Finally, physicians sometimes recommend natural remedies such as herbal drugs and, in certain markets (primarily the United States), melatonin, to individuals suffering from insomnia who prefer not to take a chemical drug. This practice is particularly common in France and Germany, where physicians use herbal remedies such as valerian and crataegus oxaycantha nearly as frequently as they use prescription hypnotics. However, these remedies can be purchased without a prescription in most countries; these products are not discussed further here because the focus is on prescription drugs for insomnia.

Table Prescription Drugs Used for Insomnia summarizes the leading prescription drug therapies available to treat insomnia. Table Comparison of Current Therapies for Insomnia compares the relative efÞcacy of these therapies and summarizes their advantages and disadvantages.

TABLE Comparison of Current Therapies for Insomnia

Compound / Class Advantages Disadvantages
Zolpidem • Effective in shortening sleep latency • Provides only six-hour duration of effect in some patients
• Effective in improving sleep duration • Cannot be taken for middle-of-the-night waking
• Effective in reducing early morning awakening • Only indicated for short-term use
• Low propensity for tolerance and dependence • Not recommended for those with addictive personalities
• No memory impairment or loss of coordination
• Can be used on an “as needed” basis
• No negative effect on sleep architecture
Zopiclone • Effective in shortening sleep latency • Can cause residual effects reminiscent of benzodiazepines in some patients
• Effective in improving sleep duration • Cannot be taken for middle-of-the-night waking
• Effective in reducing early morning awakening • Only indicated for short-term use
• Low propensity for tolerance and dependence • Not recommended for those with addictive personalities
• No memory impairment or loss of coordination
• Can be used on an “as needed” basis
• No negative effect on sleep architecture
Zaleplon • Effective in shortening sleep latency • Too short-acting to provide full-night duration of effect
• Can be used for middle-of-the-night waking • Propensity to induce rebound insomnia
• Low propensity for tolerance and dependence • Only indicated for short-term use
• No memory impairment or loss • Not recommended for those with

addictive personalities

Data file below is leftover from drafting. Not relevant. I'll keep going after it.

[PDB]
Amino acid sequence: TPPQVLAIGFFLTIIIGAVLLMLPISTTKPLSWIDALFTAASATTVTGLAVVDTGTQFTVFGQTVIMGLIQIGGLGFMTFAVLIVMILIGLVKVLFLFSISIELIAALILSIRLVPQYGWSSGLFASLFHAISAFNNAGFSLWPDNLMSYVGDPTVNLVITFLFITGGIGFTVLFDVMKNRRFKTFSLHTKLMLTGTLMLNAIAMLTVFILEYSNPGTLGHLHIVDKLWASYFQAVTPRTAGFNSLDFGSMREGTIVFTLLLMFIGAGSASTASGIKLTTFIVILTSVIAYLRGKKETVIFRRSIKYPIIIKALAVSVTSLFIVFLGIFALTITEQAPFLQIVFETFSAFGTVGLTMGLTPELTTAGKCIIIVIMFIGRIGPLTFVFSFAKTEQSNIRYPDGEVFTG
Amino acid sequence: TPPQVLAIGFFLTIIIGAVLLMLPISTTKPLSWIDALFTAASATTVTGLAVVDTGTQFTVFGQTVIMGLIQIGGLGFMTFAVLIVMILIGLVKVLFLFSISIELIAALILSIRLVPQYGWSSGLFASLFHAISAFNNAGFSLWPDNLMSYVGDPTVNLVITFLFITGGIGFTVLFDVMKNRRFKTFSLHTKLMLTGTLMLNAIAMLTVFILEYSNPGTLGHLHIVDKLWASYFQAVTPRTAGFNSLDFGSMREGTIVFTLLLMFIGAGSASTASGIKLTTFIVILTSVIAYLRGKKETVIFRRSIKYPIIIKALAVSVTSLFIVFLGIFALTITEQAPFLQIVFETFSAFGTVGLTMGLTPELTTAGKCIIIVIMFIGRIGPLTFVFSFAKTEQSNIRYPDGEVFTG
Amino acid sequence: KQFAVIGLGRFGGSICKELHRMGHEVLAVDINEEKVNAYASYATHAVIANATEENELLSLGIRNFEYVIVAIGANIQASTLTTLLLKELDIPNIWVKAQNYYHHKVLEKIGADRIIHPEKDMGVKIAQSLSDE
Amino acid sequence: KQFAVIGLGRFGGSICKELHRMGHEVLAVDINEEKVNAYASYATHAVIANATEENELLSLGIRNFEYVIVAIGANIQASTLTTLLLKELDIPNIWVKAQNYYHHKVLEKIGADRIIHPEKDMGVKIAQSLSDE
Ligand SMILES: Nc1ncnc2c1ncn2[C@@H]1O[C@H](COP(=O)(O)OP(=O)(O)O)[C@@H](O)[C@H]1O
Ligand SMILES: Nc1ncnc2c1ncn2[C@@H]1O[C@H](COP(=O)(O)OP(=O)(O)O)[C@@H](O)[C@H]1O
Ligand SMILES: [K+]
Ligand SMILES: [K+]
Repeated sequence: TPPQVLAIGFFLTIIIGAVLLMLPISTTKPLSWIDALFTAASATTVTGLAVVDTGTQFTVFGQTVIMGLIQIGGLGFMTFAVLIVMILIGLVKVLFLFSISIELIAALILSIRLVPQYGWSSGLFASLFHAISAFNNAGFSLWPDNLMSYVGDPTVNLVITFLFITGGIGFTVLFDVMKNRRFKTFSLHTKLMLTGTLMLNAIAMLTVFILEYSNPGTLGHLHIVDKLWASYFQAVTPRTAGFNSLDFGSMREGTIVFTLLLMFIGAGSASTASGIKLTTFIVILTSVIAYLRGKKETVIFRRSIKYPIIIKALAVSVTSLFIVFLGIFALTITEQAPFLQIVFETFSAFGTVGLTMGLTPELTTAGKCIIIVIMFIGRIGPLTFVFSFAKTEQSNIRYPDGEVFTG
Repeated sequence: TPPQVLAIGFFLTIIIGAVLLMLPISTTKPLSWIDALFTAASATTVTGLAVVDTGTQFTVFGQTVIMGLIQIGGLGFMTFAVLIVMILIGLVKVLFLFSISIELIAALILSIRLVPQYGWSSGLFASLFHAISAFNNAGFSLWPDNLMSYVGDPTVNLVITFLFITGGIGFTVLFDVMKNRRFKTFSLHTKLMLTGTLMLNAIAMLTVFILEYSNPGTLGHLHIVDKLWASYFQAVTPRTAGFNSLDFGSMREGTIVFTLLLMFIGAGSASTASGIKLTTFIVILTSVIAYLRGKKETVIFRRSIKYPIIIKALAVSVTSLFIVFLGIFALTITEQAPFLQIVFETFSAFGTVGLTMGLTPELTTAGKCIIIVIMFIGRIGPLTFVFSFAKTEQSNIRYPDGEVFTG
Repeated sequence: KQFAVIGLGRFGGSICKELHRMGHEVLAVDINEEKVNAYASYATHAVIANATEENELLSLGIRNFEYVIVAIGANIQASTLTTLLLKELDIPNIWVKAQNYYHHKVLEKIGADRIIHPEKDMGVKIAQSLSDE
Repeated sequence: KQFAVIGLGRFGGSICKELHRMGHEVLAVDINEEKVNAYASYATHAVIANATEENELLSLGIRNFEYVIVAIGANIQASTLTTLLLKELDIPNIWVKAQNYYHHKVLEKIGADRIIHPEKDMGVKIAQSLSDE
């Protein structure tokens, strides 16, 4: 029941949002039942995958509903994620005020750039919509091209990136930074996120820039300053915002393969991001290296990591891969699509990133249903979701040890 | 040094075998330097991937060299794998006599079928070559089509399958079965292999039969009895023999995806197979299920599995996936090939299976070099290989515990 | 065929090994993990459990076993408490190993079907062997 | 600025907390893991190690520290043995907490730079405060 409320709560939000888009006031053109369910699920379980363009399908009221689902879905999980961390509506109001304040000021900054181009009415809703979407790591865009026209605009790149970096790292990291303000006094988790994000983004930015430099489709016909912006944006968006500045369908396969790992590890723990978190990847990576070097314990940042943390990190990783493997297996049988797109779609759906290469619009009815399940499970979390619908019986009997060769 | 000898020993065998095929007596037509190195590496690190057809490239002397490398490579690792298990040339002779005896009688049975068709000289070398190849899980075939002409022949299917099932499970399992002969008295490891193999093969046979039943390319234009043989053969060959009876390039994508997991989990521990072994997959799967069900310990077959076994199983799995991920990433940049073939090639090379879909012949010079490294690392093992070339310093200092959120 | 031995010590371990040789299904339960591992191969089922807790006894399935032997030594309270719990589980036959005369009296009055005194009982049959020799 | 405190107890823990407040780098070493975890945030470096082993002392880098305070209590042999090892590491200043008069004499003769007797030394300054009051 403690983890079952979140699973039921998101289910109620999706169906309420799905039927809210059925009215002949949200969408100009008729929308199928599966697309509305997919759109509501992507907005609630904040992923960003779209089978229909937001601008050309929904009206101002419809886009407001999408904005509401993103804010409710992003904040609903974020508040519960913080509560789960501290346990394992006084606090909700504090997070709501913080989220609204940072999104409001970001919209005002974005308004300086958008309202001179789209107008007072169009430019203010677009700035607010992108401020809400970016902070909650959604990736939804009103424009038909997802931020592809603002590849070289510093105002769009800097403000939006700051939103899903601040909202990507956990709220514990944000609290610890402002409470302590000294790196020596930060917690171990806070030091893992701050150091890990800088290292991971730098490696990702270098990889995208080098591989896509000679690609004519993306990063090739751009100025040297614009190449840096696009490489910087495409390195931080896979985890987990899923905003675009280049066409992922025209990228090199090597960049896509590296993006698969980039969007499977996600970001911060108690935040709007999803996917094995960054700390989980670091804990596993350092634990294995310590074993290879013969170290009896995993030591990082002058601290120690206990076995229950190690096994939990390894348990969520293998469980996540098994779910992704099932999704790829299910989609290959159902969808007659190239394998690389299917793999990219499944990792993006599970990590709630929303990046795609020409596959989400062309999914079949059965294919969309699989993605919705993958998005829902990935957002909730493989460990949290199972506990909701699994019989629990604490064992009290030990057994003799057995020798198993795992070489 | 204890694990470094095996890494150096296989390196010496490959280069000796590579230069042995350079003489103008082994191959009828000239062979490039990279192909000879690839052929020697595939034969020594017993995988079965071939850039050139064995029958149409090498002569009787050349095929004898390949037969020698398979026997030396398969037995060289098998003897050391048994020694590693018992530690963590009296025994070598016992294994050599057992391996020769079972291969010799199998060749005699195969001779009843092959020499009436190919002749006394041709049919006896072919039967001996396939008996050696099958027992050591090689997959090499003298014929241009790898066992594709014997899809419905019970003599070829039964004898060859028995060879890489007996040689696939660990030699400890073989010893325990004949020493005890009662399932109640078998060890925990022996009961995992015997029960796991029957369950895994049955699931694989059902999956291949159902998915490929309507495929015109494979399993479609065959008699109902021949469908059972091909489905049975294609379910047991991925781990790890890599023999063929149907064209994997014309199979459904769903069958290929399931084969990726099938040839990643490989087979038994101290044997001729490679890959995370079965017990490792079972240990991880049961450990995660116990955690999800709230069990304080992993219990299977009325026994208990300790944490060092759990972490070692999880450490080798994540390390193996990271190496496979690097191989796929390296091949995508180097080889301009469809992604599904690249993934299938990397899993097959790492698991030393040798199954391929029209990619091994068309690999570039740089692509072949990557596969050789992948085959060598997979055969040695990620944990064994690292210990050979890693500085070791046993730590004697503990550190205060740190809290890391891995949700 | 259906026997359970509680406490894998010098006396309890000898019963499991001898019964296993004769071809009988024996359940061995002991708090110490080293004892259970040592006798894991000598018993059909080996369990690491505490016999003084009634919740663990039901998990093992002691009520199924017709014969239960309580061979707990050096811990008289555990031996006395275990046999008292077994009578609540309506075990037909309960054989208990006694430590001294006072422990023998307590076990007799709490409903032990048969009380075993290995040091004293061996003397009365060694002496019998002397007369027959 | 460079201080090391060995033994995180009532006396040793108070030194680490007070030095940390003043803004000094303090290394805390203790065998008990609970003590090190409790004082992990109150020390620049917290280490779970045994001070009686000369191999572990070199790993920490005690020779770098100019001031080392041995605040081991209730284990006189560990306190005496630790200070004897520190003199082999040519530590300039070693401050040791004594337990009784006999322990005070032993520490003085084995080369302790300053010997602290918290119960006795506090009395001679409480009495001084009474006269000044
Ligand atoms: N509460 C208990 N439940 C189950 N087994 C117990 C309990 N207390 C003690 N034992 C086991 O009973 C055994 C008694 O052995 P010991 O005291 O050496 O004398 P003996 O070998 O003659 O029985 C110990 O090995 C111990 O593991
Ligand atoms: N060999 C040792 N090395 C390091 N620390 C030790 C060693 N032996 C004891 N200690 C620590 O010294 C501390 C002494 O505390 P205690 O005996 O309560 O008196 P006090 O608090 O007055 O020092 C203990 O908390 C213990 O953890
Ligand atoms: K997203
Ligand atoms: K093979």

of coordination
• Can be used on an “as needed” basis
• No negative effect on sleep architecture
Traditional benzodiazepine hypnotics • Effective in shortening sleep latency • Can induce tolerance and dependence
• Effective in improving sleep duration • Can cause memory impairment and loss of coordination
• Effective in reducing early morning awakening • Negative effect on sleep architecture
• Can be used on an “as needed” basis • Only indicated for short-term use

• Not recommended for those with addictive personalities

• Not recommended for those with respiratory conditions (e.g., sleep apnea)
Sedating antidepressants • Effective in improving sleep duration • Slow to elicit hypnotic effect
• Effective in reducing early morning awakening • Not an option for “as needed” use
• Antidepressant as well as sleep-enhancing properties • Numerous side effects (e.g., daytime sedation, weight gain)
• No tolerance or dependence
• No memory impairment or loss of coordination
• Ideal for long-term treatment
• No negative effect on sleep architecture

Nonbenzodiazepine Hypnotics

Benzodiazepine Hypnotics

Sedating Antidepressants

Nonpharmacological Approaches

Behavioral therapies are occasionally used to manage patients with insomnia. Such therapies are designed to change bad sleep habits and alter dysfunctional beliefs and attitudes that contribute to insomnia. Behavioral therapies used to manage insomnia include sleep hygiene, relaxation therapy, sleep restriction therapy, stimulus control therapy, and cognitive therapy. Bright light therapy is another nonpharmacological approach that is occasionally recommended for insomnia related to altered circadian rhythms, as well as certain depressive states (e.g., seasonal affective disorder).